“My son was healthy when they took him to prison. His kidneys failed like this under torture. My son’s life is now in danger. I demand that he is immediately granted furlough after his surgery. Otherwise, my son will remain in prison and if anything should happen to him, the IRGC authorities, his interrogators, and all those officials who did not use their authority [to help him] will be accountable to the world,” Ahmad Ronaghi said.
The Campaign views this continuous trend as part of a systematic and planned policy of the Judiciary, prison authorities, and intelligence services to cause permanent harm and disability to these prisoners of conscience through medical problems.
“The officials’ treatment of Ronaghi bears a striking resemblance to Hoda Saber’s case, and I sincerely hope it does not end the same way,” Ghaemi said.
The Iranian government has a history of deaths in prison. Prominent dissident Hoda Saber suffered a heart attack in prison in June 2011. Saber was denied a hospital transfer for several hours after his attack. Hospital personnel said his death could have been averted had he been brought to the hospital sooner, and officials did not notify his family of his death for two days.
Similarly, just a few days ago on 21 May 2012, prisoner Mansour Radpour died in Rajaee Shahr prison of a cerebral hemorrhage. Radpour suffered from high blood pressure and severe depression and needed medical treatment, but was ignored. He had completed a three-year sentence in 2008, but instead of being released, authorities charged him for signing a statement from within prison, and added five more years to his sentence.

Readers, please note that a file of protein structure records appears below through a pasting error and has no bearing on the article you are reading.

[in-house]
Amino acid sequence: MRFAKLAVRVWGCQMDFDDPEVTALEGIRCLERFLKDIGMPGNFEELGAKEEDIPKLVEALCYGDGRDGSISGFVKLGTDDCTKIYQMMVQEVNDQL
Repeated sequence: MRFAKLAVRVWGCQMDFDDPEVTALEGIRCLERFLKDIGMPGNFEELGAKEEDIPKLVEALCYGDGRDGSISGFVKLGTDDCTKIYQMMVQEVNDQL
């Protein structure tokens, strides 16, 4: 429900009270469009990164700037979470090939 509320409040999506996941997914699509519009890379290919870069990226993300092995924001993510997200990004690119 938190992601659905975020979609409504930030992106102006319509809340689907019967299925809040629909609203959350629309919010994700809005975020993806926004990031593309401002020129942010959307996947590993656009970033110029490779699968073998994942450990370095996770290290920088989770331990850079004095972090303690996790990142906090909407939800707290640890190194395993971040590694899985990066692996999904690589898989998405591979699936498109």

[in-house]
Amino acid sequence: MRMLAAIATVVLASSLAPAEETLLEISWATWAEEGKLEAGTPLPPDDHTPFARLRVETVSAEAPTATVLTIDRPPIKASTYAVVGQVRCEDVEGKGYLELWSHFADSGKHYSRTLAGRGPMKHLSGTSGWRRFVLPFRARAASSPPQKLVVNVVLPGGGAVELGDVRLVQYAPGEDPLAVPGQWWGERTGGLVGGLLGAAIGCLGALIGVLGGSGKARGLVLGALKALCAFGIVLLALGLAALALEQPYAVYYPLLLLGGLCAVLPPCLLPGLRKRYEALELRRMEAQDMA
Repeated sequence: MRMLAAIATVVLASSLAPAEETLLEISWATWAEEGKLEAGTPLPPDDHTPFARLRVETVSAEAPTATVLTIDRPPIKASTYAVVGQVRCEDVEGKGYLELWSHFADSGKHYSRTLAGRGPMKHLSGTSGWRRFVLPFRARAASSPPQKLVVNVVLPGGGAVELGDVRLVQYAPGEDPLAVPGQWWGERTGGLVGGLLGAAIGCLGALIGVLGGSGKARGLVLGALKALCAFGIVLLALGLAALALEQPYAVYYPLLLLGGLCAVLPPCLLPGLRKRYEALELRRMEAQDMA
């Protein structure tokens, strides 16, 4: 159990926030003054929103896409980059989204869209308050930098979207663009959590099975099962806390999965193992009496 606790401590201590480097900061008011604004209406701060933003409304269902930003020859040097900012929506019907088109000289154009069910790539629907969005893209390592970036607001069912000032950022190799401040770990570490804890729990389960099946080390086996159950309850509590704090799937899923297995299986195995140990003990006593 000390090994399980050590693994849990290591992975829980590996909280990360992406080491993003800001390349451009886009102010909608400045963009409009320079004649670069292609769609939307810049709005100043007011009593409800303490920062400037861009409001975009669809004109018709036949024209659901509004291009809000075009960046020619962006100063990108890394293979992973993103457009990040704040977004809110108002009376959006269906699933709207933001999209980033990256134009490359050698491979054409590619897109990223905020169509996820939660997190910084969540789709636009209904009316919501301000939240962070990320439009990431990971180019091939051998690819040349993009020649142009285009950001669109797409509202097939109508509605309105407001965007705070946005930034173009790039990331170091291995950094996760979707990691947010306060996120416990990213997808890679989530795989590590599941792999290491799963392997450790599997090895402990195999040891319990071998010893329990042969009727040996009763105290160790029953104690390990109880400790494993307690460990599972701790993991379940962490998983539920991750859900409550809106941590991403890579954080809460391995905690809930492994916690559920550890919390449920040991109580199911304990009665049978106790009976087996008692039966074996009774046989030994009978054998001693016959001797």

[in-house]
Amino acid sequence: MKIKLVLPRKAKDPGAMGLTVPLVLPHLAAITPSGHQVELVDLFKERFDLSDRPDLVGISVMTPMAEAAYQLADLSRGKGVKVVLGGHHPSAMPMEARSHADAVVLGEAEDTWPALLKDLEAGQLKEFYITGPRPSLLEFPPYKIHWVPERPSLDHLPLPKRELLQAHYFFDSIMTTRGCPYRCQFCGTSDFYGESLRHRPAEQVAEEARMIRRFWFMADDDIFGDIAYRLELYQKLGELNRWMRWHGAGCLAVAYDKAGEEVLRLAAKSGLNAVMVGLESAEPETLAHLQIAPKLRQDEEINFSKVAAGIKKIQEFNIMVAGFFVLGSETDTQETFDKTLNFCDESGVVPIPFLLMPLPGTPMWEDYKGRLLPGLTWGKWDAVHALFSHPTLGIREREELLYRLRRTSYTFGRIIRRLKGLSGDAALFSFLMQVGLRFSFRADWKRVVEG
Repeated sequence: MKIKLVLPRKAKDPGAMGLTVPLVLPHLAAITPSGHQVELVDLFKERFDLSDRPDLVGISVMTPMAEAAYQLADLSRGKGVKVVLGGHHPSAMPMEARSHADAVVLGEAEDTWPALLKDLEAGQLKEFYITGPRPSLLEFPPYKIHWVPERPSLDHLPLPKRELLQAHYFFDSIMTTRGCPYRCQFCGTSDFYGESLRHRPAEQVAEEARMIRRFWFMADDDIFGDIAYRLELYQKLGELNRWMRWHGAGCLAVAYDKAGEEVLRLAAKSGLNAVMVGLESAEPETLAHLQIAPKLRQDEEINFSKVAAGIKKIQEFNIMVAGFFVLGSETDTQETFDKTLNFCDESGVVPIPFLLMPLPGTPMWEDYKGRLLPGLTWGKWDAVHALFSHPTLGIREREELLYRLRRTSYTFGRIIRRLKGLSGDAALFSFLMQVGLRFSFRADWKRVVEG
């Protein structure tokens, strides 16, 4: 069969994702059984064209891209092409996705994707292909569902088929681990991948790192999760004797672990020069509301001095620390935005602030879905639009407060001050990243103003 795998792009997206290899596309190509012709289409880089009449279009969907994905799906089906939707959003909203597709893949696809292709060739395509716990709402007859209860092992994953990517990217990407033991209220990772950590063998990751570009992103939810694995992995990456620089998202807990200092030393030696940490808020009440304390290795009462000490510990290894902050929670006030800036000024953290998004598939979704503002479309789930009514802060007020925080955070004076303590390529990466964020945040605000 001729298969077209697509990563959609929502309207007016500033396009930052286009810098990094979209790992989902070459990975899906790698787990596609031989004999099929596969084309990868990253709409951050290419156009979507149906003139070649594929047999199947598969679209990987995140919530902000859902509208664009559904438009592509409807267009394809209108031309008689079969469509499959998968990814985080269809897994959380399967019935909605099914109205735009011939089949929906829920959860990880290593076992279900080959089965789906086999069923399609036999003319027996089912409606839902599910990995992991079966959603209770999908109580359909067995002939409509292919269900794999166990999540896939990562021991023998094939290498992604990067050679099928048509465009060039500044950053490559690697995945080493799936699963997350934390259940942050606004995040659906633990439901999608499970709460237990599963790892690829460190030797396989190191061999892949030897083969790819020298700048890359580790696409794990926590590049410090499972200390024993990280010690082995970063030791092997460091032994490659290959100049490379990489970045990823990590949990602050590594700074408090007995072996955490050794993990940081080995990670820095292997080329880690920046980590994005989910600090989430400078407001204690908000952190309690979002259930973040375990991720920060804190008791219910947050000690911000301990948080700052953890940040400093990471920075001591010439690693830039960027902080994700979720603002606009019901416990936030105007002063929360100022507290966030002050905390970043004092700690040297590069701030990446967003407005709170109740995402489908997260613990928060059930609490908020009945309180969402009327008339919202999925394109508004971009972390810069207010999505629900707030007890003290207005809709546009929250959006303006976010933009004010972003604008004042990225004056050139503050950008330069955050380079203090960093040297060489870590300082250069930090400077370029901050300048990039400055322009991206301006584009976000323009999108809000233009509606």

The United Nations Standard Minimum Rules for the Treatment of Prisoners, first approved by the UN Economic and Social Council (ECOSOC) in 1955, state that prisoners requiring specialized medical treatment be transferred to medical institutions if necessary to receive the care they need.
Ronaghi was sentenced in 2009 to 15 years in prison for “membership in the Iran Proxy internet group,” “propagating against the regime,” “insulting the Supreme Leader,” and “insulting the President.” His kidneys began failing in prison.
While doctors have examined Ronaghi several times, the Ministry of Intelligence has repeatedly refused to grant him medical leave. After each of his surgeries, the Ministry has denied him post-operative care, instead returning him to prison immediately. As a result, his condition continues to worsen, since he is unable to heal after his surgeries.
“Hossein has said that it is better for him to remain in prison and die, instead of having an operation and return to prison under those conditions. Hossein had no choice other than a hunger strike,” Ronaghi’s father told the Campaign.
The Campaign expressed its serious concern that Iranian intelligence and prison authorities are routinely denying proper medical care to prisoners of conscience, resulting in severe complications and even deaths.
For the latest human rights developments in Iran visit the Campaign’s website
For interviews, contact Hadi Ghaemi at +1-917-669-5996